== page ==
Amid worry, San Jose Fire Department’s needs prioritized
Measure T funding will relocate Station 8. According to the SJFD, the station sits dangerously above Coyote Creek -- making its location susceptible to flooding and danger in the case of an earthquake.

Measure T, the astounding $650 million bond passed in November, has city officials fervidly making plans to expand Internet access to low-income households, contemplate the future of Coyote Valley and fund sustainable building projects.

But firefighters, who have expected a station in Willow Glen for nearly two decades, have yet to get their turn.

As the city plans to allocate funds towards disaster preparedness and public safety, firefighters are among those who wait for the city to mend the gap in its growing infrastructure backlog.

“San Jose fire and medical services are constantly increasing,” said Sean Kaldor, president of the San Jose Firefighters, IAFF Local 230. “The city has very rarely an opportunity to grow or handle that demand.”

And now Kaldor and other fire personnel are hoping to get their new fire stations built before the money runs out — again.

According to the city’s allocation plan, at least $175 million will be used to fund police, fire and emergency operations projects. Building the long-awaited Fire Station 37 in Willow Glen and relocating Fire Stations 8 and 23 are a top priority for the fire department, in addition to the construction of two new fire stations.

A long-awaited promise

Kaldor said Station 37 has been desperately needed in Willow Glen since Measure O was passed in 2002. But the city quickly ran out of funding and the project was left on hiatus.

“The cost of everything went through the roof,” added Kaldor. “We want to make sure that this one moves forward quickly.”

The neighborhood, which continues to grow at a rapid rate with several new housing projects, is “very poorly served,” Kaldor said, and relies heavily on service from Station 6, which borders the northeastern side of the neighborhood closer to Interstate 280.

Building the much-needed station could significantly improve emergency response times and reduce the number of calls from other stations, relieving pressure in neighboring areas while expanding the fire department’s reach.

“We are resource challenged,” said Fire Chief Robert Sapien, Jr. “With the addition of fire stations, we will have support that will help us with call volumes. Station 37 will address one of the most critical gaps in the city and will serve to mitigate some of our significant response time challenges.”

Relocating fire stations

Measure T is also supposed to fund relocating Station 8, which is on 17th and Santa Clara streets. According to the SJFD, the station sits dangerously above Coyote Creek — making its location susceptible to flooding and danger in the case of an earthquake.

The station was built in 1949, and currently does not maintain many of the necessary design features of a modern fire station. It also poses serious safety concerns because firefighters have difficulties moving equipment in and out of doors, and they don’t have enough space for mandated fitness activities.

Similarly, Station 23 “lacks many of the appropriate workplace features for a modern fire station,” according to Sean Lovens, a spokesman for the firefighters union. The station was converted from a single family home in the early 1970s, Lovens said, into a temporary fire station as the city experienced rapid growth.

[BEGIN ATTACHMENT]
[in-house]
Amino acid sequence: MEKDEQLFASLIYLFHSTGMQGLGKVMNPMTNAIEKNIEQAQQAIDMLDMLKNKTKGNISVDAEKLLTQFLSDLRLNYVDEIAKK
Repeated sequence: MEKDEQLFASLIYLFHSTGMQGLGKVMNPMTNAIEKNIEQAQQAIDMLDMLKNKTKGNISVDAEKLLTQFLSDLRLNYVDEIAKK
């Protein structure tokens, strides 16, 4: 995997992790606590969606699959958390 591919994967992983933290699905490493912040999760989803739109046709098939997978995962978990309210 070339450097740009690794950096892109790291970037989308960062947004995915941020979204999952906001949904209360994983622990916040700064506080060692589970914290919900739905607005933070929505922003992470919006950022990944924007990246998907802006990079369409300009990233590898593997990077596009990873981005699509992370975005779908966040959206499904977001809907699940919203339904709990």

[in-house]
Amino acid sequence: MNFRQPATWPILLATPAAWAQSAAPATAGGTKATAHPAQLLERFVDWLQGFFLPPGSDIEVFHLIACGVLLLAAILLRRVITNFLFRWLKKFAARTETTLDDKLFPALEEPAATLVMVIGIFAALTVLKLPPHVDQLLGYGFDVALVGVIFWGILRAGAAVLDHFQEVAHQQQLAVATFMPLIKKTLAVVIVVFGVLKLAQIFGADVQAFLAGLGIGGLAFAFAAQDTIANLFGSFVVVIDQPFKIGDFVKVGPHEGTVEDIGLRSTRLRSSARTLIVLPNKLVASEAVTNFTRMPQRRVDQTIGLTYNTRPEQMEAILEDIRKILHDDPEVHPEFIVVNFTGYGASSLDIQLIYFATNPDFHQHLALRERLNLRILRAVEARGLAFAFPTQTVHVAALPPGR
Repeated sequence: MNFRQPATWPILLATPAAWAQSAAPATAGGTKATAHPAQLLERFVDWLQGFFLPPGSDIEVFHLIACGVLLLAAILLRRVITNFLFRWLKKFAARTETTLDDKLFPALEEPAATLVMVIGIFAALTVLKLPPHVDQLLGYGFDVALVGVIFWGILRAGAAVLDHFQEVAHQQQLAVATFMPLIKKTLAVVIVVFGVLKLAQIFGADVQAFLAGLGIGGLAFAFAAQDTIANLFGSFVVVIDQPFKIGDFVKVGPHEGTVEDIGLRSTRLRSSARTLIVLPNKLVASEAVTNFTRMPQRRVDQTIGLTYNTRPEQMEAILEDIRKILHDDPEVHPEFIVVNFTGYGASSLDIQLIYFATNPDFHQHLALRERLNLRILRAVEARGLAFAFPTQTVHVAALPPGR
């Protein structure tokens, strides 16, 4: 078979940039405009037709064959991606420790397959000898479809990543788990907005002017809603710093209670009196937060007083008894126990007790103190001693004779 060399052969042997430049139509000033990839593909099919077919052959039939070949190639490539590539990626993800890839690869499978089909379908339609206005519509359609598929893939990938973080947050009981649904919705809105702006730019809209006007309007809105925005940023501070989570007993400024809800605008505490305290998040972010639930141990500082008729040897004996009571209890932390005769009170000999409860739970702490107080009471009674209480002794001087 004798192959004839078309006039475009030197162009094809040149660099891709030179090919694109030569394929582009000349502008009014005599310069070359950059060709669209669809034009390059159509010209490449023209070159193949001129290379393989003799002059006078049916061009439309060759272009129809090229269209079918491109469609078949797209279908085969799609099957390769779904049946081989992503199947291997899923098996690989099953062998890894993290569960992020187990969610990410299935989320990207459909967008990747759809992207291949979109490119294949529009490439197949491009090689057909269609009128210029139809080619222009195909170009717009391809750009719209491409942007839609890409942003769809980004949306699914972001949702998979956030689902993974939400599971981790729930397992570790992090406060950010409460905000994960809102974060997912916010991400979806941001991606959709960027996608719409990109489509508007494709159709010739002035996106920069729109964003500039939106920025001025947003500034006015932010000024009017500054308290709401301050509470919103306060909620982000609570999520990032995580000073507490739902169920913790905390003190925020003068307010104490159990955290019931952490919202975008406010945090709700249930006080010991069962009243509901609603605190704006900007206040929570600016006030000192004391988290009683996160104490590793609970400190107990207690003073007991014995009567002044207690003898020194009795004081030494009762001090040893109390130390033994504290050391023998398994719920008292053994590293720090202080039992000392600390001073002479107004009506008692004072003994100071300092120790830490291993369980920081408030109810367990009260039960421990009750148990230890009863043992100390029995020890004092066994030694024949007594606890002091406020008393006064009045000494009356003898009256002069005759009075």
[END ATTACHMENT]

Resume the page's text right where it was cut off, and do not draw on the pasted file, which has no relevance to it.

“Unfortunately, the temporary status was removed and now this house is the last of its kind in the SJFD,” Lovens added. “We did have similar homes that were converted to temporary fire stations throughout San Jose, but those have all been rebuilt.”

Waiting for the funding

Kaldor and his colleagues are now waiting for San Jose officials to put together a timeline for construction of the new stations.

“That process gets dragged out and gets forgotten,” Kaldor said.

He fears that the fire department’s infrastructure needs might be pushed aside in favor of other proposals, or that the city will not have the appropriate funding to staff the new stations. “The concern is that it takes two or three years to find a site, find a plan,” he said. “Measure T pays for the building but it doesn’t pay for the people. The city needs to find in the budget the firefighters to work in these stations.”

But city leaders made assurances Friday that the fire department will be a priority for Measure T funding — and it won’t lose its turn again.

San Jose Public Works Director Matt Cano said that the City Council has already earmarked funding for the fire station projects.

“We know exactly where (Station 37) is going to go and we’re moving on it very quickly,” Cano said. “We are currently moving forward. We have a draft project schedule and those are the project categories and some are more defined than others but we are pushing forward with this.”

Sapien added that the city is aware of the department’s staffing needs. A cost estimate for bringing station 37 on was submitted, and the department will work closely with the city on forecasting those costs as the stations are being built.

Station 37 in Willow Glen is well underway while Stations 8 and 23 are still in the land evaluation phase, said Cano.

In June, the Public Works Department will provide the City Council with an update on the projects. If all goes according to plan, the new station should be up and running by Jan. 2022.

“We are working diligently,” added Cano. “I was very involved in the original bond measures in 2002. We are working hard to deliver on those commitments because I definitely understand the need for it in the community.”
Contact Nadia Lopez at nadiia_77@yahoo.com or follow @n_llopez on Twitter.

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